Another key element of an effective grievance mechanism is its independence of action. Based on our experience in social dialogue and disputes settlement, we strongly believe that a grievance mechanism should be managed by a third party, independent of the company, who has authority and knowledge on the matter under investigation.
That third party should also have enough supervising autonomy and the authority to demand information. And in order to guarantee the complainant(s)’ safety, Marionne Lips believes ‘the third party should have the power to investigate and access information, with no need to reveal the complainant’s identity.’
One of the challenges faced by Bonsucro in this upgrading process is to achieve a grievance mechanism that is fair for all parties, so that everyone can trust it. As far as workers are concerned, the first step is to recognise the existence of an abuse, thus allowing trust in the grievance process. Once an abuse is recognised, a second, equally crucial step is to conduct an objective, independent investigation of the facts and the right(s) which have been abused and/or violated. This will ensure remedial measures and avoid any reoffence in the future.
This issue of independence is equally important for companies’ managers. They must have trust in the process and not feel vulnerable to unfounded complaints. We are aware that conflicts usually stem from basic claims. In many cases, situations can quickly become conflictive, hence the importance of a grievance mechanism that is reliable and handled by a third party. This will ensure the objectivity of its implementation and administration.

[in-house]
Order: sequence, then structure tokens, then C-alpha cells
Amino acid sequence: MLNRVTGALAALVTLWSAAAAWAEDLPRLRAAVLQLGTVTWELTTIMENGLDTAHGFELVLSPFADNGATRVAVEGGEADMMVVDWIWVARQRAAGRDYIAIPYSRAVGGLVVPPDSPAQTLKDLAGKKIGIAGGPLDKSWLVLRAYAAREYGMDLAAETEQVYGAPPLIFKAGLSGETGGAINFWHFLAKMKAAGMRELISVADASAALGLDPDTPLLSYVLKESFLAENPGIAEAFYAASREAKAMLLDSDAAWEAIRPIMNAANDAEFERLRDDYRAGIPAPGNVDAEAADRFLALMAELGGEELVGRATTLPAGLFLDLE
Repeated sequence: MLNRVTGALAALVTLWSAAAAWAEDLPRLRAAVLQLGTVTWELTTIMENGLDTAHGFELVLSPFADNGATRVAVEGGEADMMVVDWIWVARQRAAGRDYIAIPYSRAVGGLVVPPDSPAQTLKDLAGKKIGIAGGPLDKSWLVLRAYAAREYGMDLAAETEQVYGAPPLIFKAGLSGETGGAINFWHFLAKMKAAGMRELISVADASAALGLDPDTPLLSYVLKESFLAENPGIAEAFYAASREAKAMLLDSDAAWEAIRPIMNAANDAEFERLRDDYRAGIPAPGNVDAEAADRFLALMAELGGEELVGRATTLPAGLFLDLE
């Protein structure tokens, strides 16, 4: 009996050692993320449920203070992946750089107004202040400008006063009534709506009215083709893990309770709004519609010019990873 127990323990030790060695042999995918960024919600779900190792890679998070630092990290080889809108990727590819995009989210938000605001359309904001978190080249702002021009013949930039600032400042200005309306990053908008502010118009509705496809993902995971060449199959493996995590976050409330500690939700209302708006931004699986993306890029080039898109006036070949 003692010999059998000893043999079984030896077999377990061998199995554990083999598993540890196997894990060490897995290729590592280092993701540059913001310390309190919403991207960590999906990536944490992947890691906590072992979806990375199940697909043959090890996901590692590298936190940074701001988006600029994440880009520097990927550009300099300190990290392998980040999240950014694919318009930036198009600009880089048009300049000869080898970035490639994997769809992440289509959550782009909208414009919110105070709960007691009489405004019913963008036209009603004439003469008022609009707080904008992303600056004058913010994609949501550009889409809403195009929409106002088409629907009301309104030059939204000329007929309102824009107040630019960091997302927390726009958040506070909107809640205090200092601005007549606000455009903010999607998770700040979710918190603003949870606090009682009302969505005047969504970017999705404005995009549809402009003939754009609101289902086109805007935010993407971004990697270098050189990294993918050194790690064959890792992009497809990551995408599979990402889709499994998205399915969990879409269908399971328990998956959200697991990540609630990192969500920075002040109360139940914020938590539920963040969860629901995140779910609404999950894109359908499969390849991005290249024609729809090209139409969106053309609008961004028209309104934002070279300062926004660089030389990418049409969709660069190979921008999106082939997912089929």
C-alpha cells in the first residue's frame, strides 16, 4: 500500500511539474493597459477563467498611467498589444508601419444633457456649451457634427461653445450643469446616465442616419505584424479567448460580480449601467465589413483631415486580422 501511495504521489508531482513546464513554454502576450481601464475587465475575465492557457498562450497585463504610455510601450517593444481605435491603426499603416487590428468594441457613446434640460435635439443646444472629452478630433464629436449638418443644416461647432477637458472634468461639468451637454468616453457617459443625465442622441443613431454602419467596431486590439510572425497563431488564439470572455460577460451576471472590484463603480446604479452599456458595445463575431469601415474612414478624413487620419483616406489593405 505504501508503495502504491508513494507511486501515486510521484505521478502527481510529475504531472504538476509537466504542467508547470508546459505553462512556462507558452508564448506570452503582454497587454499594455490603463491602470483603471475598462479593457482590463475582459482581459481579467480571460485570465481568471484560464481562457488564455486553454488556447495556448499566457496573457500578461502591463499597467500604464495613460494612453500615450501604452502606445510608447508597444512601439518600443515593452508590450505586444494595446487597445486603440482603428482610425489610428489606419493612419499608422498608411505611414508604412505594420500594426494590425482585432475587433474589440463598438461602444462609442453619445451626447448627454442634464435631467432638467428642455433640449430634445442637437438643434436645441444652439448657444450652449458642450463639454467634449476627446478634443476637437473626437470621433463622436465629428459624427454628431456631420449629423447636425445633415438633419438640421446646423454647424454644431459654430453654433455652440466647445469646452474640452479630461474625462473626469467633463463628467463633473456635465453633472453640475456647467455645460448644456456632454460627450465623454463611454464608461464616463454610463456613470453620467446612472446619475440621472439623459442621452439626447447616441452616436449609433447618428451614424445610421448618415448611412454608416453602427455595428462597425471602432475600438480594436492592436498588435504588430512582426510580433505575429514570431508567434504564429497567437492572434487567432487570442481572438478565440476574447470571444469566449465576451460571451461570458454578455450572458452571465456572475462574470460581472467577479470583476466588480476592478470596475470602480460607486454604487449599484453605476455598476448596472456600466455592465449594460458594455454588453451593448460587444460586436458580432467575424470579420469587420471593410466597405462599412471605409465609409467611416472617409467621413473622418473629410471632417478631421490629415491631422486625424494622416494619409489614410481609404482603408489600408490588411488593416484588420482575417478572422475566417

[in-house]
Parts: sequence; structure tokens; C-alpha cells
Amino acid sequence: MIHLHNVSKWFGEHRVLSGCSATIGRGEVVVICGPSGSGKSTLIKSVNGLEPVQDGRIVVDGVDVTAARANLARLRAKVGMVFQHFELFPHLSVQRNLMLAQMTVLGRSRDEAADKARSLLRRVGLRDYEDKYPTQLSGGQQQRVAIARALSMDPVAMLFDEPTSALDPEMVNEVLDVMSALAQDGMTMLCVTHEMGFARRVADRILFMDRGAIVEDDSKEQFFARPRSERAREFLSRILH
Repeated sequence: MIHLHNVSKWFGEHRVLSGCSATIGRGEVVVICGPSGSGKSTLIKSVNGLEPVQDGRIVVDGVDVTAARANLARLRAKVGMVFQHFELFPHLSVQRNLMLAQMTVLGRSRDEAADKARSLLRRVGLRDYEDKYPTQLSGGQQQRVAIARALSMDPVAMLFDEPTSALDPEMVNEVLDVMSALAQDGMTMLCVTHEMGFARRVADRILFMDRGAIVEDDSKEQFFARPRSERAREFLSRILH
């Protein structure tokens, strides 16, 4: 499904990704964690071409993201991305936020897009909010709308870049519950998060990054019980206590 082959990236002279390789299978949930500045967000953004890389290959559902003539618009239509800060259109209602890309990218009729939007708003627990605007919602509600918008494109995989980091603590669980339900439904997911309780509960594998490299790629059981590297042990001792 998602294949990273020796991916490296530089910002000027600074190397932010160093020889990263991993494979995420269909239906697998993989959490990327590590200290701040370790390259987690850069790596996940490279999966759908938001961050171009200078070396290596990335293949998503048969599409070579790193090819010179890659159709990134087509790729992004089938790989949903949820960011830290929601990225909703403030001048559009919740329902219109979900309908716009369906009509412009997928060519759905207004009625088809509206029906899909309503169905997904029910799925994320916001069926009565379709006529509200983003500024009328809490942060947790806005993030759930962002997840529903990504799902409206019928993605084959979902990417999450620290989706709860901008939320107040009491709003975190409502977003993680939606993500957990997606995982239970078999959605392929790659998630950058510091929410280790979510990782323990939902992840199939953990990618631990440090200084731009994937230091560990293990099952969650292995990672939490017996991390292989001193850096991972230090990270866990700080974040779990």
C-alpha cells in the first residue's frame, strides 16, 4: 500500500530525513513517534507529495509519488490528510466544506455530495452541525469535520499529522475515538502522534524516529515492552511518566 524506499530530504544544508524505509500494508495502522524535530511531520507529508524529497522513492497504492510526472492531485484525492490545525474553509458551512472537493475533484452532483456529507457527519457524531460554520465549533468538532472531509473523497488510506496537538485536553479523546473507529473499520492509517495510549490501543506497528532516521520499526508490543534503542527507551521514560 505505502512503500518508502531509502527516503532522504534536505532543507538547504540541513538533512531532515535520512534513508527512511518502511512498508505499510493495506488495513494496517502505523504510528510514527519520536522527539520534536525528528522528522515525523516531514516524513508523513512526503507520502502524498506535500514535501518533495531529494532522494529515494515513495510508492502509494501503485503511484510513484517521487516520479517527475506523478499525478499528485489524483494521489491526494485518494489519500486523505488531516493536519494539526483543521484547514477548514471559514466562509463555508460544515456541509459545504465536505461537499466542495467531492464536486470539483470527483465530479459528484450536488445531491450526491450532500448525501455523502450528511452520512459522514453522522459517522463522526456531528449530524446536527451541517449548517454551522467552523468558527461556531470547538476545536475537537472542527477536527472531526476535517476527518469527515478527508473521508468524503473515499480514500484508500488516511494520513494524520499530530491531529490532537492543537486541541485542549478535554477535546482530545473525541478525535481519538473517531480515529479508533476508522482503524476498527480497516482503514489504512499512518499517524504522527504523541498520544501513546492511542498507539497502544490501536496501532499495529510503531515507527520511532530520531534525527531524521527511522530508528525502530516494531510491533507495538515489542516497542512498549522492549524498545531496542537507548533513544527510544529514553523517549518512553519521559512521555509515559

Foto. Jimmy Montes
Transparency and shared responsibility: Fair play is the key
In a grievance mechanism, transparency is of utmost importance; it is in no way expendable. This means that all information regarding the grievance mechanism is clear and publicly available. This should include topic such as ongoing procedures, outcomes of cases investigations, risks and impacts evaluations, conclusions, follow-up on the efficiency of corrective measures, plans for remediating real and potential impacts on human rights, etc.
The grievance mechanism, active throughout the value chain, must also appeal to the concept of shared responsibility among all the parties in the sugar production chain. Such shared responsibility will be visible in all stages, starting with development phase of the mechanism, its common financing, the participation of multiple interested parties, and finally, to the settlement of cases. In this regard, since claims will mainly come from stakeholders in the supply chain, buyers will also be immediately involved. If several buyers (members of Bonsucro) are parties in a case under investigation, then we recommend that the buyer with the biggest turnover be involved in the settlement process.
A grievance mechanism within Bonsucro is, in essence, a monitoring tool for making sure the guiding principles are being fulfilled. It is also meant to ensure the due diligence process, so as to avoid negative impacts and, if these should occur, to ensure a total repair by way of remedial, compensational measures, and guarantees of no reoffence.
Marionne Lips concludes, ‘If conflicts are assumed to be part of reality, if there is a good social dialogue among equal parties who respect and listen to each other, and are ready to move on towards compromises, then a sustainable solution is possible.’
Publication date 14 02 2020